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Friday, March 15, 2013

Just published

The UNDP has just published the Human Development Report 2013 entitled "The Rise of the South: Human Progress in a Diverse World".
 
Ms. Helen Clark, Administrator of the United Nations Development Programme, highlights in the Foreward:
 
The 2013 Human Development Report, The Rise of the South: Human Progress in a Diverse World looks at the evolving geopolitics of our times, examining emerging issues and trends and also the new actors which are shaping the development landscape
.
The Report argues that the striking transformation of a large number of developing countries into dynamic major economies with growing political influence is having a significant impact on human development progress. The Report notes that, over the last decade, all countries accelerated their achievements in the education, health, and income dimensions as measured in the Human Development Index (HDI)—to the extent that no country for which data was available had a lower HDI value in 2012 than in 2000. As faster progress was recorded in lower HDI countries during this period, there was notable convergence in HDI values globally, although progress was uneven within and between regions.
 
The Report also suggests that as global development challenges become more complex
and transboundary in nature, coordinated action on the most pressing challenges of our era, whether they be poverty eradication, climate change, or peace and security, is essential. As countries are increasingly interconnected through trade, migration, and information and communications technologies, it is no surprise that policy decisions in one place have substantial impacts elsewhere. The crises of recent years—food, financial, climate— which have blighted the lives of so many point to this, and to the importance of working to reduce people’s vulnerability to shocks and disasters.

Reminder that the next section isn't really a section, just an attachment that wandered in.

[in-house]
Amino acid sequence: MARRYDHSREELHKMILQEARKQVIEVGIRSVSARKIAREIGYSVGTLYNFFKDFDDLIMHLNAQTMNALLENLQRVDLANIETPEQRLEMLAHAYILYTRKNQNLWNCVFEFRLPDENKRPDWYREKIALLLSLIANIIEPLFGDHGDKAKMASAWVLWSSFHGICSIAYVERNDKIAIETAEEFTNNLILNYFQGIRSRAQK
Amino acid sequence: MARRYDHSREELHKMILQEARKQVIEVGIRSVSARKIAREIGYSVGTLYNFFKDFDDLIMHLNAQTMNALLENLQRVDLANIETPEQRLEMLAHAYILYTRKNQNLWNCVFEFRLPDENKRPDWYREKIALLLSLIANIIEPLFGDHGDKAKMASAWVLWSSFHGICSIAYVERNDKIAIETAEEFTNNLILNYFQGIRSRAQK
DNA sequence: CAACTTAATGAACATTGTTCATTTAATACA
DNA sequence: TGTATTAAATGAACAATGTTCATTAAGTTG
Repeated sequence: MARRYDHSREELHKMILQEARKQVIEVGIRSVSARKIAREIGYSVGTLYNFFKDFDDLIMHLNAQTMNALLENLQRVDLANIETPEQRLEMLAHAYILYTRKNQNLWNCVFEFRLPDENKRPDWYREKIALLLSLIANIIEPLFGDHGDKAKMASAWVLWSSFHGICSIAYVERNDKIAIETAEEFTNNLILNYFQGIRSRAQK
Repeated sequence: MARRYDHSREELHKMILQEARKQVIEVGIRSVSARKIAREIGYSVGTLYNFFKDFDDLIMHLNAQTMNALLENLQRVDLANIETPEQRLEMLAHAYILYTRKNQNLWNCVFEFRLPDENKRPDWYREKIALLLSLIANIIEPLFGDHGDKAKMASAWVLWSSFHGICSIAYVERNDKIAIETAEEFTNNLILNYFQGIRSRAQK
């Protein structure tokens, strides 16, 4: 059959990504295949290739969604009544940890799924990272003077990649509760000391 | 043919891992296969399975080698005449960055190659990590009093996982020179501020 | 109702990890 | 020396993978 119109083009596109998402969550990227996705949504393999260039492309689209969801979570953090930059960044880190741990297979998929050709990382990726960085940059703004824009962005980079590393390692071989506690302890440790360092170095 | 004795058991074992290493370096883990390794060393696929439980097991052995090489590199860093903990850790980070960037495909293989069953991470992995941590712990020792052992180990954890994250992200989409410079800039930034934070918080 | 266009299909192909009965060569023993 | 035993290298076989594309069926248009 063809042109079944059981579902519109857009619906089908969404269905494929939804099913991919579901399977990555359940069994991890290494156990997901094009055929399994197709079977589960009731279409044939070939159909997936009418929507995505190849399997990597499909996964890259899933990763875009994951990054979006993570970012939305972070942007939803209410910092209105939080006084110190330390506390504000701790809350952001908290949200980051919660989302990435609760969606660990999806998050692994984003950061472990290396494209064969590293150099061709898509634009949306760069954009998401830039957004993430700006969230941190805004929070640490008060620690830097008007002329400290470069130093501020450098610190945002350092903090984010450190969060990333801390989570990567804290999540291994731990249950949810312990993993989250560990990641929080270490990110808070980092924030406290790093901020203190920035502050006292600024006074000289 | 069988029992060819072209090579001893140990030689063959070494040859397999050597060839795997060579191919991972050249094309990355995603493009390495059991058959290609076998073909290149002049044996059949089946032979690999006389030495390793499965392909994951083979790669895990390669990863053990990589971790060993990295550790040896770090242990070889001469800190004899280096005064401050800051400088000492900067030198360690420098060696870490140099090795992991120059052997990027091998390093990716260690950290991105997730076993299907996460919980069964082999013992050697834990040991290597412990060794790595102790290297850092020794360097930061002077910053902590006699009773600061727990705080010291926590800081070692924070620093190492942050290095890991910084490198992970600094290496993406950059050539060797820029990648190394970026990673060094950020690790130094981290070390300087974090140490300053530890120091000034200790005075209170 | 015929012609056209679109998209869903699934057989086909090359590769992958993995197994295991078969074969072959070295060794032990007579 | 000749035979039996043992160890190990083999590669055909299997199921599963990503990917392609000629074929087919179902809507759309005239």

Finally, the Report also calls for a critical look at global governance institutions to promote a fairer, more equal world. It points to outdated structures, which do not reflect the new economic and geopolitical reality described, and considers options for a new era of partnership. It also calls for greater transparency and accountability, and highlights the role of global civil society in advocating for this and for greater decision-making power for those most directly affected by global challenges, who are often the poorest and most vulnerable people in our world.
As discussion continues on the global development agenda beyond 2015, I hope many will take the time to read this Report and reflect on its lessons for our fast-changing world. The Report refreshes our understanding of the current state of global development, and demonstrates how much can be learned from the experiences of fast development progress in so many countries in the South."
 

For those who are interested, the full report could be found using the following link:
http://hdr.undp.org/en/media/HDR_2013_EN_complete.pdf